The Great Wall

Year: 2016
Production Co: Legendary East
Studio: Universal
Director: Yimou Zhang
Writer: Carlo Bernard/Doug Miro/Tony Gilroy/Max Brooks
Cast: Matt Damon, Pedro Pascal, Tian Jing, Willem Dafoe, Andy Lau

Like a lot of movies, the story behind this film's creation is much more interesting than the bland superhero/warfighting story on screen.

For years Hollywood has been trying to court Chinese authorities by using their stars and locations or setting pivotal scenes on their shores, all while avoiding anything politically critical or sexualised in order to get films released there and get access to a billion new moviegoers.

But this is the first film that seems built from the ground up by a committee whose entire reason for being was Hollywood's aspirational relationship with China. I like to think audiences sniffed the cynicism a mile away and it pretty much failed dismally, returning only twice its budget and – according to Wikipedia – losing up to $75m, doubtlessly after a very expensive publicity push in China.

They took a white Hollywood star (Matt Damon), a revered Chinese director (Zhang Yimou), and a story centred around one of China's most iconic cultural landmarks (hence the title), cobbled a pretty dumb monster movie around it and unleashed it to sink like a stone.

The bland story is about two mercenaries making a living in the deserts of the Chinese wilderness in search of newly-developed gunpowder, William (Damon) and Tovar (Pedro Pascal) who are set upon by a monster late one night at camp, which William injures and sees off.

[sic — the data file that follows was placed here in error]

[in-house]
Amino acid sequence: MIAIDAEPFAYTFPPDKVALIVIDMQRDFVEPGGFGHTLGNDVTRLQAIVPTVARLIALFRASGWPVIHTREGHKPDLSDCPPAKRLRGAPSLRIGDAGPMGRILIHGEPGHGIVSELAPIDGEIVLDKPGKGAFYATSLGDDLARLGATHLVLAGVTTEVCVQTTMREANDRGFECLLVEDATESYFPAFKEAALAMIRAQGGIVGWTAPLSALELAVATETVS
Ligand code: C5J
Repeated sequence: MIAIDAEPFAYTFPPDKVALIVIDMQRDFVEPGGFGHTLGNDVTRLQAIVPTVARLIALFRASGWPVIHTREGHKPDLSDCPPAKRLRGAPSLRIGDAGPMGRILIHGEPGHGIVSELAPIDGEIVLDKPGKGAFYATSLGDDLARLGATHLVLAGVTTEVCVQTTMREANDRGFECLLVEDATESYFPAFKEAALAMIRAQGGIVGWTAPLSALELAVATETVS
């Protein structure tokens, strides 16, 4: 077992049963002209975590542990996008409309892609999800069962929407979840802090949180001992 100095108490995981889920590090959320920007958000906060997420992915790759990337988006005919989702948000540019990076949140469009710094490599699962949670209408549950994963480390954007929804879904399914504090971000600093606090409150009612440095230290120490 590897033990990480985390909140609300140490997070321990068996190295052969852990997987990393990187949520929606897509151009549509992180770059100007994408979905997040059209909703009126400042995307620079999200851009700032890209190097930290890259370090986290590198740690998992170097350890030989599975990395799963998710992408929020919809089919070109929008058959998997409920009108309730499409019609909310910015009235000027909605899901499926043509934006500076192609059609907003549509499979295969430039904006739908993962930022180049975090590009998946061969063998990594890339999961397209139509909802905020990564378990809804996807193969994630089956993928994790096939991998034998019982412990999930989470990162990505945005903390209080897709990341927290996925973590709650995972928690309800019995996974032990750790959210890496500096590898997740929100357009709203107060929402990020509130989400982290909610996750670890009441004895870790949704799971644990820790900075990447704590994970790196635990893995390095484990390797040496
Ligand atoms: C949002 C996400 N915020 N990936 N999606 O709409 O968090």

They make their way to the Great Wall and are taken prisoner by the untrusting authorities that man the great battlement, and the pair soon learn why. A race of pretty stupid CGI monster alien things attack once every 60 years, and over the ages the locals have developed several elite fighting forces to repel them. If they breach the wall and reach the capital, it's game over.

After William's defeat of the monster, they reluctantly release him to help fight when the monsters arrive a week early, and although there are heavy losses he earns their trust, particularly of the newly minted army leader Lin Mae (Tian Jing).

There's a bit of political intrigue thanks to the other European mercenary (Willem Dafoe) who's been captive since arriving 25 years before and sees William and Tovar as his ticket out, but honestly you spend the whole time waiting for the next big CGI battle (which you've seen a million times anyway).

There are some slightly inventive visual ideas like the soldiers who bungee jump into the enemy hordes below (although the movie does that idea to death) and Damon's too good an actor not to give his character an edge that's slightly better than the pap on the page (although his accent veers all over the place), but none of it's enough to save the film from being a crushingly dull VFX adventure.

Aside from the boring plot, the entire problem with The Great Wall is the impossible balance of the social politics behind it. On one hand you're using the same offensive Great White Hope archetype from ages past of the European colonist coming in to tell the local coolies how to do things properly. But the project never would have flown in the intended market without a a global-level famous face headlining it, and that automatically means a (white) Hollywood star.

A better movie might keep you from repeatedly musing on that dichotomy through the entire thing, but this isn't it.

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